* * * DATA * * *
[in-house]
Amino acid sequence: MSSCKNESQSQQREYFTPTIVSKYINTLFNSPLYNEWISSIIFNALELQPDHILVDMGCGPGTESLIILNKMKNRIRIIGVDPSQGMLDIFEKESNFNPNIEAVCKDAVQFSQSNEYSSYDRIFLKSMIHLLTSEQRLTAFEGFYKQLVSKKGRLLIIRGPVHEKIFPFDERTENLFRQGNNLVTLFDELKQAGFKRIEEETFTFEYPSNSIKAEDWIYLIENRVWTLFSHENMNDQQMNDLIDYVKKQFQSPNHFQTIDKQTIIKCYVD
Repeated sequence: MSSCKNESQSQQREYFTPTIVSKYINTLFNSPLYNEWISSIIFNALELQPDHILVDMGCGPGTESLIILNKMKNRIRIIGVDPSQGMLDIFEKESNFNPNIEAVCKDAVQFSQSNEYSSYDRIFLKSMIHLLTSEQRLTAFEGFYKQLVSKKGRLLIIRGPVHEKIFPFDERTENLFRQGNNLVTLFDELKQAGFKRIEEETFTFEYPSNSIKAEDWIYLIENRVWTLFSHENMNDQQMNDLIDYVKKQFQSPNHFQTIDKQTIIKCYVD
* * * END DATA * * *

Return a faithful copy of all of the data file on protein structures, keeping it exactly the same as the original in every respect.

[in-house]
Amino acid sequence: MSSCKNESQSQQREYFTPTIVSKYINTLFNSPLYNEWISSIIFNALELQPDHILVDMGCGPGTESLIILNKMKNRIRIIGVDPSQGMLDIFEKESNFNPNIEAVCKDAVQFSQSNEYSSYDRIFLKSMIHLLTSEQRLTAFEGFYKQLVSKKGRLLIIRGPVHEKIFPFDERTENLFRQGNNLVTLFDELKQAGFKRIEEETFTFEYPSNSIKAEDWIYLIENRVWTLFSHENMNDQQMNDLIDYVKKQFQSPNHFQTIDKQTIIKCYVD
Repeated sequence: MSSCKNESQSQQREYFTPTIVSKYINTLFNSPLYNEWISSIIFNALELQPDHILVDMGCGPGTESLIILNKMKNRIRIIGVDPSQGMLDIFEKESNFNPNIEAVCKDAVQFSQSNEYSSYDRIFLKSMIHLLTSEQRLTAFEGFYKQLVSKKGRLLIIRGPVHEKIFPFDERTENLFRQGNNLVTLFDELKQAGFKRIEEETFTFEYPSNSIKAEDWIYLIENRVWTLFSHENMNDQQMNDLIDYVKKQFQSPNHFQTIDKQTIIKCYVD